And it’s odd that The New Yorker’s choice for reviewer is silent on our mindless tendency towards celebrity worship, which I’d argue makes us complicit in Swift’s struggles and Winehouse’s demise.

It’s also disappointing that their reviewer is silent on Swift’s passive acceptance of her fame. Swift did lay low for a year, but more as a pause in her incredibly ambitious career. What’s stopping her, someone has to ask, from a complete retreat from the public sphere for much, much longer.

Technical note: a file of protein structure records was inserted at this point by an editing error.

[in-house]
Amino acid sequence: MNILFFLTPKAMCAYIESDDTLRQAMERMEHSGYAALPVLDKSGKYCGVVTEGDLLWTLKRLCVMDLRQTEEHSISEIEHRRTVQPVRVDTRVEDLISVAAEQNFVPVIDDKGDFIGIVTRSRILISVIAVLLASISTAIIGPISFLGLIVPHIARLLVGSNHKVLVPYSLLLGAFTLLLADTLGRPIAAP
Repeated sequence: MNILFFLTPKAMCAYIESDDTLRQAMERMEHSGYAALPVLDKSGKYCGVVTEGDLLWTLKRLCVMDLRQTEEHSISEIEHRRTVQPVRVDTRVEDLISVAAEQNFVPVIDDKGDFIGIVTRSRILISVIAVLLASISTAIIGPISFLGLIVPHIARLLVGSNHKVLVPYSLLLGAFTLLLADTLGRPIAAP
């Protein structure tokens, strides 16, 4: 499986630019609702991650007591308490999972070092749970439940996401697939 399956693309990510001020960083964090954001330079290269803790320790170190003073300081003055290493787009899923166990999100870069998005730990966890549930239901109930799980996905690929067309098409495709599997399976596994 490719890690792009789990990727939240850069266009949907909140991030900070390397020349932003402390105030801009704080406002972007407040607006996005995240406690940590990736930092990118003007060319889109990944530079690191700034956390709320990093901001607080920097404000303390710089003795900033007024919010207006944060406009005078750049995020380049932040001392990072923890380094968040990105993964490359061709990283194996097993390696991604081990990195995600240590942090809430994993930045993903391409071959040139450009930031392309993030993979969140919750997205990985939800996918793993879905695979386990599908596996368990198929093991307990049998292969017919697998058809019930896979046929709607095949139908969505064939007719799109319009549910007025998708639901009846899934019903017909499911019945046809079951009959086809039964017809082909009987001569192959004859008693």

Taylor, if you’re reading this, which I suspect you are, eat up and change your appearance, move to Canada, make friends with Harry and Megan, and dig into the ancient Stoics. You won’t be disappointed.

I can’t speak for my daughters, but the rest of us will be okay.